He was born in Greece, he graduated in Architecture from the Royal College of Art in London, where he still lives and works. He has exhibited in solo and group exhibitions all over the world: from Europe to the Middle East, from China to India and the United States.
According to Niko Kapa, Art is a way to represent the intangible through the tangible, in other words, a means of expressing emotions, thoughts and sensations through artworks. He combines his soul as an architect with that of an artist, engaging in a practice that attempts to model space rather than materials. The act of shaping the various materials allows him to explore the inner and outer world in a circular sequence that makes art a powerful means of expression and social interaction.
SCULPTURE - aluminium nose bridge strips
cm 28 x 35 x 24
Using thin strips of aluminum, Niko Kapa, in his work Bond, modeled directly on his head a sort of mask/sculpture. This work on the body invites reflection, in art and life, on the link between form and content. The sculpture is devoid of human presence but is inextricably linked to it. Presence and absence confront each other in the same vital space, opening the doors to the mystery of existence.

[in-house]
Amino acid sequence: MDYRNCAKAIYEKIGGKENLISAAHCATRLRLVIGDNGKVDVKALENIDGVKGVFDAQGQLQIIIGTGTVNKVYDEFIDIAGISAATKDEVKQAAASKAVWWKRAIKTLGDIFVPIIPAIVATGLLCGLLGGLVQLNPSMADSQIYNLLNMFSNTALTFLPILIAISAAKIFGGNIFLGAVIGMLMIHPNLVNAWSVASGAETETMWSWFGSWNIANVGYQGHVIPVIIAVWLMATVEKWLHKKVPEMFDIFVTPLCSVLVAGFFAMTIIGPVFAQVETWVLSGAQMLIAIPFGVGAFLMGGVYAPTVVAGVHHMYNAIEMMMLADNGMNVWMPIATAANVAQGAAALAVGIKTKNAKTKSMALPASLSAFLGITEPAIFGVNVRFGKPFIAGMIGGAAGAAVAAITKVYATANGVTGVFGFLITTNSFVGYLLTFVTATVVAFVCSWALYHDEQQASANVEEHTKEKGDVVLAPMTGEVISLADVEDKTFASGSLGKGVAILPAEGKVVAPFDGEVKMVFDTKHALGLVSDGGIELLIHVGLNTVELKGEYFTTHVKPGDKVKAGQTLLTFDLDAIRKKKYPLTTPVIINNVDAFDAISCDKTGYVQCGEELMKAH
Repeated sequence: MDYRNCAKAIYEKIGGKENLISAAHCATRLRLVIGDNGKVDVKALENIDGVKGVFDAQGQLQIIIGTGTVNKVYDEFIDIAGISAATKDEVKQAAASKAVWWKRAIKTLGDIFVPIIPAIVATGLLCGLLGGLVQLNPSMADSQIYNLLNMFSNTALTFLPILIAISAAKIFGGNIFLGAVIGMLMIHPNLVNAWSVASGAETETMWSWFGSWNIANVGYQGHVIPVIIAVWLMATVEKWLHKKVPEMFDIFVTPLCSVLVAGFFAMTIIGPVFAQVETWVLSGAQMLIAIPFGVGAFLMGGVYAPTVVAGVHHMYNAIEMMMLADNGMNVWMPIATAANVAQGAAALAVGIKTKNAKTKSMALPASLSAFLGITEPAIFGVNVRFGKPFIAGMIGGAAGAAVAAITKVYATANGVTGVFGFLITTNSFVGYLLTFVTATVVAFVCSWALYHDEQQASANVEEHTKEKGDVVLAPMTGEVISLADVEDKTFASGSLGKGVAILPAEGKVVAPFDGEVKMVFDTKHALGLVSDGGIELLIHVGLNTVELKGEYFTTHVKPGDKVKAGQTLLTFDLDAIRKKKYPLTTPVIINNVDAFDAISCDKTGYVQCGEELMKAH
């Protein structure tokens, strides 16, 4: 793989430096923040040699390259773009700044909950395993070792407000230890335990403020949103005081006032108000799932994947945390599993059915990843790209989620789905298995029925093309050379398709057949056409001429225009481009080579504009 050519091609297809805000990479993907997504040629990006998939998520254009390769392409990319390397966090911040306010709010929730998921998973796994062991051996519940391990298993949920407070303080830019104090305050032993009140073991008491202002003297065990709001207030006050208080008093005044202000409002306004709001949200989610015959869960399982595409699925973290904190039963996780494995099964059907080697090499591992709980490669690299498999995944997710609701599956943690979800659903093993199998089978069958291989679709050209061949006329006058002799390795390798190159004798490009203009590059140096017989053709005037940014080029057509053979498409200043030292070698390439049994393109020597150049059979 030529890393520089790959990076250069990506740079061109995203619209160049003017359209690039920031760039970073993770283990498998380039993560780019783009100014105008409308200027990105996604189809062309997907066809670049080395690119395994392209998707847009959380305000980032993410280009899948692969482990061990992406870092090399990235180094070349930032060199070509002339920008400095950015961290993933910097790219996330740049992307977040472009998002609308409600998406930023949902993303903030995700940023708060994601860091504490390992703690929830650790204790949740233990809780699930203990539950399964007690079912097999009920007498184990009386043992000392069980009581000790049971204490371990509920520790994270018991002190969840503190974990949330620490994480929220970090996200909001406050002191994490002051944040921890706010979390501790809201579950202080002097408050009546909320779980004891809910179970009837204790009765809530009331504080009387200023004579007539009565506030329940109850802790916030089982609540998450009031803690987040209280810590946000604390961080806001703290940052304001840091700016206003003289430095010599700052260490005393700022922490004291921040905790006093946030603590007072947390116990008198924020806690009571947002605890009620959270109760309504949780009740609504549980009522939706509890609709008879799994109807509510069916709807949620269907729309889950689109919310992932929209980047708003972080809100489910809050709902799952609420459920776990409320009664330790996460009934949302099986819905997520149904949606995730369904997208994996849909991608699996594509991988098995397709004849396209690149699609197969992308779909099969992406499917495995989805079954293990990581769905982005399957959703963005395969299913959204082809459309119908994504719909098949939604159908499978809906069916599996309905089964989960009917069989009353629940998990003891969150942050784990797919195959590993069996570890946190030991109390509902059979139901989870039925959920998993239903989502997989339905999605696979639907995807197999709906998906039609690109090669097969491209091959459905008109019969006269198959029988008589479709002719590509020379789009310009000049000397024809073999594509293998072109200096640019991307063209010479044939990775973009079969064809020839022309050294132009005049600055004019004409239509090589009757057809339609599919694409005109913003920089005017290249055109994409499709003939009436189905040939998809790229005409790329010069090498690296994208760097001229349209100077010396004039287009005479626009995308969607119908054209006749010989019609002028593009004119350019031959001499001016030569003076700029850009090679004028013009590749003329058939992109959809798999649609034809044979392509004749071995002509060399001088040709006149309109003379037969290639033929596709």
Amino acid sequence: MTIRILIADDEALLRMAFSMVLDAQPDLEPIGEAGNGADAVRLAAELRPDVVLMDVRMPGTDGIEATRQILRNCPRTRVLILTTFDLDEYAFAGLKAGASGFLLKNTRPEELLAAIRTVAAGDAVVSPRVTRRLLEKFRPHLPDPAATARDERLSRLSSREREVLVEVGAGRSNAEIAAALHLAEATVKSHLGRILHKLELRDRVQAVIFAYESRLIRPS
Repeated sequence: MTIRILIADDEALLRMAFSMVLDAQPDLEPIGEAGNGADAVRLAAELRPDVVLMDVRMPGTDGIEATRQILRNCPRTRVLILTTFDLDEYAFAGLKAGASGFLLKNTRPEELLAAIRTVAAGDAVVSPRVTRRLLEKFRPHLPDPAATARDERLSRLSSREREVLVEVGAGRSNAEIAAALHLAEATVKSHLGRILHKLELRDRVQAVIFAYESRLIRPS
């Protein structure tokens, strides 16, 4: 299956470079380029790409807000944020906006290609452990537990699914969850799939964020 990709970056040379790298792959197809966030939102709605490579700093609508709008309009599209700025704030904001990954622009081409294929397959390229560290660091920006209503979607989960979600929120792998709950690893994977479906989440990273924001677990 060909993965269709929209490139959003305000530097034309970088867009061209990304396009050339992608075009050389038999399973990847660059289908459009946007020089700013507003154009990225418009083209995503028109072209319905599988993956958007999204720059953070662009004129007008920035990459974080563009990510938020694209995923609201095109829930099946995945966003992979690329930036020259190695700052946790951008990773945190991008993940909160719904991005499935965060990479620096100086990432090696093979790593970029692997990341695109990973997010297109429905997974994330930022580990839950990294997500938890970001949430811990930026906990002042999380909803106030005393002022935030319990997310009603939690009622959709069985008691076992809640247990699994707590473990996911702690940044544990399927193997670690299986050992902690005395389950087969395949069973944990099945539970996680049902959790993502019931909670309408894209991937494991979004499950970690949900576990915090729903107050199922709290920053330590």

COMEL AWARD FINALIST 2021
Material converts the intangible to tangible. Studying impressions generated by spatial relations allows me to describe the vibrancy of being as expressed by people’s acts.
You are an internationally renowned architect and also as an artist you collect acclaim and awards all over the world. What is the difference between Niko Kapa architect and Niko Kapa artist? Does your approach to art change from the one to architecture?